Generating nitrogen in-house enhances production flexibility by ensuring that a company has the nitrogen they need, at the level of purity they need, when they need it
17 mar 2020
Nitrogen gas is used in a wide variety of manufacturing processes for purposes ranging from interting and purging to flushing and sterilizing to product transfer and packaging. Imparting nitrogen can remove undesirable oxygen from a manufacturing process or environment, preventing oxidation that can damage metal parts and sensitive electronics. Nitrogen is also used in refining and gas separation processes.
Some industries and manufacturing processes that make use of nitrogen include the following:
• Electronics: prevents contamination during fabrication of transistors, circuits and diodes
• Steel: prevents oxidation in production of steel and alloys
• Welding/Metalworking: prevents the formation of oxides and waste compounds on workpieces
• Lighting: provides a less costly alternative to argon in bulb manufacturing
• Oil & Gas: provides inerting of processes used oil refining, gas separation, natural gas dehydration and hydrogen purification
• On-Board Inert Gas Generation System (OBIGGS): provides in-flight inerting of fuel tanks on airplanes
• Ammonia Production: provides plant purge recovery
• Helium Purification: provides plant purge recovery
• Product Transfer: Safely transfers liquid or powder materials that can be hazardous if allowed to contact oxygen or water vapor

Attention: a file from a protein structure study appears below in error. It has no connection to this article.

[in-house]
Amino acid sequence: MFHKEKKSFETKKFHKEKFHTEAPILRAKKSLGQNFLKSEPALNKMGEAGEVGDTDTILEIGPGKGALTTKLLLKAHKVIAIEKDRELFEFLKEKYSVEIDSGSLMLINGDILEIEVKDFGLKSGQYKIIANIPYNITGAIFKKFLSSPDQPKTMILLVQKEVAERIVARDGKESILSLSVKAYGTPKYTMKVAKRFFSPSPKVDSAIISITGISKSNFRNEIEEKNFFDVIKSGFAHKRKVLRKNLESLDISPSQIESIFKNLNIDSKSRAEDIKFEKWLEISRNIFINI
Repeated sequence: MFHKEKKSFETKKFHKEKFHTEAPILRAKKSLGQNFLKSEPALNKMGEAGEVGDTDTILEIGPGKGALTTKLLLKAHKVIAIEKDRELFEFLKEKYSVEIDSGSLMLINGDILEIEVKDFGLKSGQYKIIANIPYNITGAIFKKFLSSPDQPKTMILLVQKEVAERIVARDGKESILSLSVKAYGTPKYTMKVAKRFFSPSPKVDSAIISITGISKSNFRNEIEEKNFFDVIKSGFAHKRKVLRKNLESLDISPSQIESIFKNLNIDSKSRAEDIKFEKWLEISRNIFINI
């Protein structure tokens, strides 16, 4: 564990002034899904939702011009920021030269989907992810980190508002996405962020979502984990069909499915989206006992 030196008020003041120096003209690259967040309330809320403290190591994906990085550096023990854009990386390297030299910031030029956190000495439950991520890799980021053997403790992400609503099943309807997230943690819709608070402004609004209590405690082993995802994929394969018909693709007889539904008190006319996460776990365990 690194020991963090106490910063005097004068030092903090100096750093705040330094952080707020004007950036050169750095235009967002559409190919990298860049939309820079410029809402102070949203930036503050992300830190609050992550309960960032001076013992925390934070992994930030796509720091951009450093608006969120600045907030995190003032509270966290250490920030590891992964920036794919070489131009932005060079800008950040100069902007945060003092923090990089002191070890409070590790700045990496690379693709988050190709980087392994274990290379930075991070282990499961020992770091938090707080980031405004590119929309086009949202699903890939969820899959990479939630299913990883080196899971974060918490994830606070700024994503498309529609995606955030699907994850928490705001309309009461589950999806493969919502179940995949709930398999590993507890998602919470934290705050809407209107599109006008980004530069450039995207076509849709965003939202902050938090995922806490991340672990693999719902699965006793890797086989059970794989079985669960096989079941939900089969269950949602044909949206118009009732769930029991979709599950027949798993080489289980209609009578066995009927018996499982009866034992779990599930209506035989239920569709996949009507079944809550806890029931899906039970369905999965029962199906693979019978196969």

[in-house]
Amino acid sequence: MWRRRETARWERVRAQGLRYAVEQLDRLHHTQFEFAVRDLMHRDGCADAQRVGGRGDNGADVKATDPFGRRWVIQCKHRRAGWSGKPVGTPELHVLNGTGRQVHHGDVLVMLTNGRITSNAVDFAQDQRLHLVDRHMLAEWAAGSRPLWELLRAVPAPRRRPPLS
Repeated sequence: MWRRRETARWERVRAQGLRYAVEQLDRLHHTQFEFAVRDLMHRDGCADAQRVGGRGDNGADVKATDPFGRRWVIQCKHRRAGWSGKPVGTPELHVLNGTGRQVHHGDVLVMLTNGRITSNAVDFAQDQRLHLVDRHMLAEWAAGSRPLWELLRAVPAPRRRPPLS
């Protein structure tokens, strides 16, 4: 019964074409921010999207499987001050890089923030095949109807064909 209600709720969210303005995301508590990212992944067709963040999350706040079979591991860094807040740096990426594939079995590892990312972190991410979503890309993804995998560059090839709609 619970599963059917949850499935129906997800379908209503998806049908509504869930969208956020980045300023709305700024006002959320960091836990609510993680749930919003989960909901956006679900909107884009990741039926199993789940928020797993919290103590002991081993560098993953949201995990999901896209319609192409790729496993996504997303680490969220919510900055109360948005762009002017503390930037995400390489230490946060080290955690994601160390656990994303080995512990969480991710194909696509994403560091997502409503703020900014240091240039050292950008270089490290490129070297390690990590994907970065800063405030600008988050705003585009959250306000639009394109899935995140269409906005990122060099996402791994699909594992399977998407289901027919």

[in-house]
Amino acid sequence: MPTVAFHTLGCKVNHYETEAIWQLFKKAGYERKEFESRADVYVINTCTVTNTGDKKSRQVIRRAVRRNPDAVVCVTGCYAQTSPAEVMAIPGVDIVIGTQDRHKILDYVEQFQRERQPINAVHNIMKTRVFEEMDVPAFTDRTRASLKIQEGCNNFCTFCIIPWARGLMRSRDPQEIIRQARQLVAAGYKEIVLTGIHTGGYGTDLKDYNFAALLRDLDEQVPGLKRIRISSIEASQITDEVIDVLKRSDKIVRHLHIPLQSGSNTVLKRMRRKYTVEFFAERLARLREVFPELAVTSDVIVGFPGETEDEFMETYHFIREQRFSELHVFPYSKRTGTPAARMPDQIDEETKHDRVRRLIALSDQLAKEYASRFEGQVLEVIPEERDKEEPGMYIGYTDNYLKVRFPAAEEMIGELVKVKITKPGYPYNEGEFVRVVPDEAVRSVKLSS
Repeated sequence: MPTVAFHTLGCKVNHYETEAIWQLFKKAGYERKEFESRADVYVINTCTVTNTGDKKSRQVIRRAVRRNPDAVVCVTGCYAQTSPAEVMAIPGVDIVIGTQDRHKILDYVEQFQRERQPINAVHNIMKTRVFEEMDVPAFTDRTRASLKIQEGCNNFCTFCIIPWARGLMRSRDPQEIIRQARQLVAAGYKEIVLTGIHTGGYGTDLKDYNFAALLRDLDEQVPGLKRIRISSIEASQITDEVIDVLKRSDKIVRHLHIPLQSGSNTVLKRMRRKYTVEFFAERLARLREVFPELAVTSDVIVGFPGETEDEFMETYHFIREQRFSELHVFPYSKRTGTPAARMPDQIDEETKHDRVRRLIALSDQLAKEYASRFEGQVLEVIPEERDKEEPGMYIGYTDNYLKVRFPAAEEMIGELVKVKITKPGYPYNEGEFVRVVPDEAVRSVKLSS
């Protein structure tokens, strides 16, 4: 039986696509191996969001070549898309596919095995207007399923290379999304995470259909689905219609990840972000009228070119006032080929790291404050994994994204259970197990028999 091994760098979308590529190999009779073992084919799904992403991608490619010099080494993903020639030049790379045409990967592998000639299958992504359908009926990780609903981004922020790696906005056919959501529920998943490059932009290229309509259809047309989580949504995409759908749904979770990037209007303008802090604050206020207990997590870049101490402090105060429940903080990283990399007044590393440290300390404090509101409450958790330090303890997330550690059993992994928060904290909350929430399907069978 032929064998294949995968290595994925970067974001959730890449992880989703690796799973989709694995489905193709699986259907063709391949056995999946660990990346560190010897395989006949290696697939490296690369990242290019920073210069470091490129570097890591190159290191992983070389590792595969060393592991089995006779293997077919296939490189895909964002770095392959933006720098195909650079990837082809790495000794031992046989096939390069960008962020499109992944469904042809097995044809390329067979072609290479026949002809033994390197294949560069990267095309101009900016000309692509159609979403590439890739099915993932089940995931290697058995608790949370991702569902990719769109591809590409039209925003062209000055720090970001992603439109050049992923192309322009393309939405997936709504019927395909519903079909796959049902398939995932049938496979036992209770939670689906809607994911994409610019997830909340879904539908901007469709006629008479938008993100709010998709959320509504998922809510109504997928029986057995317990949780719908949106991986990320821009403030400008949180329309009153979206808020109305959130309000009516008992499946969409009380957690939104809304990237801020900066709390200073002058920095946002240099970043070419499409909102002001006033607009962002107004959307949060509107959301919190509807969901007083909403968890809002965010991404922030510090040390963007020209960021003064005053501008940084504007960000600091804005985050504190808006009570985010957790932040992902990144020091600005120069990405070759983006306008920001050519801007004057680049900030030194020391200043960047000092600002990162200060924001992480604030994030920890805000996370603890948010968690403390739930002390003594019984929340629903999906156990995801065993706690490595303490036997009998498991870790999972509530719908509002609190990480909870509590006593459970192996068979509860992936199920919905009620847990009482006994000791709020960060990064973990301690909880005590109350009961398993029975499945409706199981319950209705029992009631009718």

• Packaging: Purges oxygen to preserve and protect the product during transport
The air we breathe is about 78% nitrogen. Higher purity nitrogen is generated by separating nitrogen from other molecules within a clean, dry compressed air stream, resulting in a purified supply of nitrogen. Manufacturers that require a reliable source of high purity nitrogen can benefit by generating their own nitrogen in-house to reduce cost while controlling quality and boosting efficiency. Generating nitrogen in-house enhances production flexibility by ensuring that a company has the nitrogen they need, at the level of purity they need, when they need it.
About 80 percent of nitrogen end uses require nitrogen as a gas, not as a liquid. Still, many companies use bottled liquified nitrogen. The primary reason nitrogen is liquified is for ease of transportation, but generating liquid nitrogen requires a tremendous amount of energy. Shifting to in-house generation of nitrogen gas can help manufacturers achieve significant cost savings—from 40 to 80 percent, depending on current liquid nitrogen market prices. In-house generation of nitrogen gas also frees up space otherwise needed to store nitrogen bottles (both full and empty). There is the added benefit of a lower carbon footprint that helps companies lead the way as environmental stewards.
Ask an air system professional about the best solution for generating nitrogen in-house.